- Carol is supposed to come over for tea tomorrow and we’re going to try out our new mandazi making skills. Yes, I’m eating not only meat here, but wheat too. It’s hard to avoid. As a former British colony, we have tea time daily at work at 11am. Tea and a slice or two of white bread. I avoided the bread at first, but now eat it almost daily. My body was in total rebellion at first, but is doing mostly okay now. It’s still not ideal for me, but it’s painful. Besides, a snack at 11am after being up since 6am is a nice thing. Mandazi is also wheat, as are chipati, but we don’t have those very often. Maybe once every week or two? Mostly we eat sukuma and other greens, potatoes, etc.
- Next week we’re going to dinner at the parish priest’s house. He’s offered to take us home with him to Tanzania, and has offered to teach us how to make Cow’s Blood Stew. I’ve politely declined, and hope dinner next week will be something less scary like chicken or mutton or veggies. Speaking of meat… most of the dinner options live in our front and back yard. We have chickens, goats, sheep, and a bull that live on the parish land and wander around our house all day grazing. I’d hate to notice a particular goat or sheep missing one day and find it on the dinner table, but know that’s what they’re there for.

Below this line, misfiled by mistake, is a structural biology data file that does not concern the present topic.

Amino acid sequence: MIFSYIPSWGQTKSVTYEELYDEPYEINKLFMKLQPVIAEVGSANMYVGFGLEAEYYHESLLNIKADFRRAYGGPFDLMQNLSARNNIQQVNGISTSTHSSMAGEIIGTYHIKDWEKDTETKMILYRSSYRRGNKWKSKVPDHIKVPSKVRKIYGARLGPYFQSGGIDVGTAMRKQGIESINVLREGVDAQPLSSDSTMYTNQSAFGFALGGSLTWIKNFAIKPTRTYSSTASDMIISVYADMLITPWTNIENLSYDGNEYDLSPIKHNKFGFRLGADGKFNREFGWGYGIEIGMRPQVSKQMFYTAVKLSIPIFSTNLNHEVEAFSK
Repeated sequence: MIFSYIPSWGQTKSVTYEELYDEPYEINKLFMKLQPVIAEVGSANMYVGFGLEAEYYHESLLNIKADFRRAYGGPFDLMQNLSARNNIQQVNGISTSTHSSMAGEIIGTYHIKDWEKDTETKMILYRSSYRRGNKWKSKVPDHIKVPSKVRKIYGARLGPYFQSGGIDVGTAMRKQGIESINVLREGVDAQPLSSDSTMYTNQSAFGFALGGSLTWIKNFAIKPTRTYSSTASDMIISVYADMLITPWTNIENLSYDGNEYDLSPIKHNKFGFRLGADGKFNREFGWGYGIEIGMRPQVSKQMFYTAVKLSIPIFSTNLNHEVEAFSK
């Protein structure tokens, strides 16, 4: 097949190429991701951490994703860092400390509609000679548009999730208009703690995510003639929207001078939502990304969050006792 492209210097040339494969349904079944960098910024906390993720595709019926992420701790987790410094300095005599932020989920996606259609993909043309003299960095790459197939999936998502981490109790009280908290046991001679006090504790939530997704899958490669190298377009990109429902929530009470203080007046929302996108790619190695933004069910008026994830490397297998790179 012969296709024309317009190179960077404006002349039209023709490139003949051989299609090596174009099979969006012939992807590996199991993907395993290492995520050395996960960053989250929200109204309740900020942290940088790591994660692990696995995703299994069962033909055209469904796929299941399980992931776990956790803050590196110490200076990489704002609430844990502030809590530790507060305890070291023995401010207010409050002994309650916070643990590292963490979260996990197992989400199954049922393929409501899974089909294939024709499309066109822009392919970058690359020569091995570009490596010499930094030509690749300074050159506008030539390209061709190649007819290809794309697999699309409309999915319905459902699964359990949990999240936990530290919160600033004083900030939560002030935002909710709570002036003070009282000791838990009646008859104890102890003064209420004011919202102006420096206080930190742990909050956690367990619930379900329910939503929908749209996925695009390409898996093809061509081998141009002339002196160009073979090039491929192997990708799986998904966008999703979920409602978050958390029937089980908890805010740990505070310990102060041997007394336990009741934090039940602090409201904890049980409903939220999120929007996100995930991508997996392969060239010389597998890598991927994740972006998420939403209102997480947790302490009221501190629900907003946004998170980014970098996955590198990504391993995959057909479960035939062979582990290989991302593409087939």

I think that’s all of the updates I have time for today. Work continues to treat me well, as does the time outside of work. The weather is still super hot and sweaty, and with a few hours of rain this week the bugs are out in full force. We’ve got tons of beetles, spiders, and giant ants in the house… more than usual. We also had our first giant jumping spider this week (yikes) and our first cockroach too (eww). I saw a tarantula in the garden the other week, but happily never saw him again. My mosquito net keeps they away while I sleep, though they continue to buzz around my head and the army gathers clinging to the outside of the net. It’s a little gross, but not bad enough to keep me up at night. I still sleep soundly… and am actually sleeping almost 6-7 hours most nights! (Impressive for me… it’s been one of my goals to try it and see if it makes a difference in my energy or mental health. I’m not sure it makes a difference, but I’m continuing to try sleeping normal hours anyway. I still keep busy… learning Kiswahili, learning guitar, doing yoga, working lots, journaling daily, sleeping, cooking, reading, etc. We made a trip last week with two Sisters to Kisumu… our first time in the “big city.” It’s one of only three cities in Kenya, and since we’re already been to Nairobi, we only have Mombassa left to check out some day. Kisumu is on the shores of Lake Victoria… the largest lake in Africa and the 2nd largest lake in the world. It was gorgeous to eat lunch lake side, and was a productive day. Cindy and I each bought a bike… fancy by Kenyan standards but still of very poor quality. They’ve made transportation quicker now getting around Malava, and will afford us more freedom to explore on the weekends. Kisumu was also super hot as it’s further south and lower in elevation, and super humid as it’s right on the lake. I hope to go back later for longer than a few hours, hopefully sometime when it might also be cooler.